Since the first digital documents came up, automatic text categorization acquired a significant relevance for many researchers. It consists on automatically assigning documents to pre-defined classes and thereby, it has been extensively applied to some real-world applications like web pages classification, spam filtering, etc. However, as far as we are concerned, it has been never been used to assist medical diagnosing by using the textual information provided by updated medical literature and patient histories.
Every year, thousands of documents are added to the National Library of Medicine and the National Institutes of Health databases. Most of them are manually indexed by assigning each document to one or several entries in a controlled vocabulary called MeSH (Medical Subject Headings). During the last decades, many efforts have been focused on automating this process through machine learning techniques. The MeSH tree is a hierarchical structure of medical terms which are used to define the main subjects a medical article or report is about. We are most interested in the Diseases sub-tree, since it defines more than 4,000 diseases, and offers the chance to search for specific documents related to each of them. This way, we propose to choose a classification algorithm, take the MEDLINE database to extract relevant training data and use several patient histories as test data to get a ranked list of diseases as possible diagnoses.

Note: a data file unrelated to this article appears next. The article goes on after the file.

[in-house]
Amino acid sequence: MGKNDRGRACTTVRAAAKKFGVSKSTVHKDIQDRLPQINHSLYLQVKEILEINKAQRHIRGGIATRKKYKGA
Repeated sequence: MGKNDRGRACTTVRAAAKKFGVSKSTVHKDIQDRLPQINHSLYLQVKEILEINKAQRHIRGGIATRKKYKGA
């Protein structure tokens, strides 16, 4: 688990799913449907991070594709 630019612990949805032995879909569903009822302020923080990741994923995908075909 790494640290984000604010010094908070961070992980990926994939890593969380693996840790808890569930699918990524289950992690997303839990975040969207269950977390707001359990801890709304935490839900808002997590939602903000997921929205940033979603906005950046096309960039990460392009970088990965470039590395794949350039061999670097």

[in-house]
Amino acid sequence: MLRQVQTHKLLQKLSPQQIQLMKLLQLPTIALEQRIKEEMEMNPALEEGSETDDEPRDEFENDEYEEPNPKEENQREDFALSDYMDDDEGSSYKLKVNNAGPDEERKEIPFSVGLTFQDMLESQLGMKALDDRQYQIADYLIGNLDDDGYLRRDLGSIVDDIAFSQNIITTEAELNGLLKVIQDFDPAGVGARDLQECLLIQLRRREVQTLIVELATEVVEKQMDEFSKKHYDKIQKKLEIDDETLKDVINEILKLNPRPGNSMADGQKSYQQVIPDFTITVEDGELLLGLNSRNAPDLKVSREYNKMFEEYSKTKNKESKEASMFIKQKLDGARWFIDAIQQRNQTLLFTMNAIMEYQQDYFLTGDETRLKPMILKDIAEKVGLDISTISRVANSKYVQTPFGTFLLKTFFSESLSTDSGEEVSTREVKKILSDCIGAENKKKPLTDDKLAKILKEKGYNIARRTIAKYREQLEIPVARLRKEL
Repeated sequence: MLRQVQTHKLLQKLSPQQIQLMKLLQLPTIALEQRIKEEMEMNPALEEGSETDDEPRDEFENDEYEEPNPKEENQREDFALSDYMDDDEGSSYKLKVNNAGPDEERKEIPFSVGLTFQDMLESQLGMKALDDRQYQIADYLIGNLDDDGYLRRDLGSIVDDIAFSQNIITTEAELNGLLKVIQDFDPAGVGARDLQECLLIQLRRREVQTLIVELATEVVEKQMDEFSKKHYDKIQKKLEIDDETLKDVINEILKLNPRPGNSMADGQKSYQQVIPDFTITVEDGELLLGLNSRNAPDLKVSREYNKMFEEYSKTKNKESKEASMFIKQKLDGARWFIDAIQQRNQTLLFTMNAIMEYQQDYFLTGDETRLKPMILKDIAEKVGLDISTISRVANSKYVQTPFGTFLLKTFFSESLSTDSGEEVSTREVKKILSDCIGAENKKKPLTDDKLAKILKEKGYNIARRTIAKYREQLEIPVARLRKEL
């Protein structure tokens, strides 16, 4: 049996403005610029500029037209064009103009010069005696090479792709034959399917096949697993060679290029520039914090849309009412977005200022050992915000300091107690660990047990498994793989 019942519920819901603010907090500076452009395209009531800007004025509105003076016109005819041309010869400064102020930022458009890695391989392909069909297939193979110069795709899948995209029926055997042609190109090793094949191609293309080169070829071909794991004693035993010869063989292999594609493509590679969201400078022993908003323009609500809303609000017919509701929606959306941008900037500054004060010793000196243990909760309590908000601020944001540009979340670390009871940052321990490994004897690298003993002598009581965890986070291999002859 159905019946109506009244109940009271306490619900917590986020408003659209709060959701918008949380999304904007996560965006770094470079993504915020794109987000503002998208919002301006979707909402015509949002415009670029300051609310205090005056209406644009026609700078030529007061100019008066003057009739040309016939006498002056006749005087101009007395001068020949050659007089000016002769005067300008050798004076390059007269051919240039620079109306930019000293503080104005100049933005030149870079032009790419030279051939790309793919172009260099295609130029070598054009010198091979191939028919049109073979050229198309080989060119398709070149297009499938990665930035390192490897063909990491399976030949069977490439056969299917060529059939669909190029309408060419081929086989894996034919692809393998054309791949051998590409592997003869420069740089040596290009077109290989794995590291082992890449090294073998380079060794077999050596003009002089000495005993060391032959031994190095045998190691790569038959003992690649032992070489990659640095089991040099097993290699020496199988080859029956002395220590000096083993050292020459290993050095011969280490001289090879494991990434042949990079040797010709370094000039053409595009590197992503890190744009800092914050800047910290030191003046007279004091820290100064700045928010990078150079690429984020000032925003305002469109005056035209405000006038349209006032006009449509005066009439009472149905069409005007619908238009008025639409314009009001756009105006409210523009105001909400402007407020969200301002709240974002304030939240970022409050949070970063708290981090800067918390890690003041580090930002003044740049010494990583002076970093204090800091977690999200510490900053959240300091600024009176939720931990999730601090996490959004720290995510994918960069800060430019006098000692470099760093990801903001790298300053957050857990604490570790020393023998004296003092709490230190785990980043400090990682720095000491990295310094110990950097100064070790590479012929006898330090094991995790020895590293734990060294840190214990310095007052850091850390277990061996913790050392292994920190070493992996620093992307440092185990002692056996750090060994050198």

We have not used binary decisions from binary categorization methods, since they might left out some interesting MeSH entries, which should probably be taken into consideration. We have chosen a category ranking algorithm to get an ordered list of all possible diagnoses so that the user can finally decide which one best suits the patient history.
The training data and the ranking algorithm
We have extracted the training data from the PubMed database by selecting every document about diseases written in English with abstract and related to humans. The documents were retrieved by using the query diseases category[MAJR], where [MAJR] stands for MeSH Major Topic, telling the system to retrieve only documents whose subject is mainly a disease. The query provided us with 2,747,066 documents that we downloaded by sending them to a file in MEDLINE format. We processed that file to get the titles and abstracts with their corresponding MeSH topics. This led us to 4,155 classes, each one containing at least one training sample. We have selected only the most important data, which is inside the case reports, a subset of 483,726 documents containing detailed information about individual cases of particular diseases.
To select a proper ranking algorithm, we have looked up the most suitable one through several decades of literature about text classification and category ranking. We have chosen the Sum of Weights (SOW) approach, that wins over the rest for its simplicity, efficiency, speed, accuracy and incremental training capacity.
Managing different languagesSince most of the medical literature is written in English, this has also been the language used to train the algorithm. To carry out diagnosis from other languages, we first translate the symptoms entered by the user to English by automatically calling a Google Translation Tool and feeding our classifier with its output.
We pretend to provide a new real-world application for category ranking algorithms to get final diagnoses from clinical histories. Although the output of the categorization process should not be directly taken to diagnose a disease without a previous review, however the accuracy achieved could be good enough to assist human experts. It may help to corroborate or choose a suitable MeSH entry among the ones provided automatically.
We must strongly clear up that the results we provide should never be taken as a substitute of medical advice.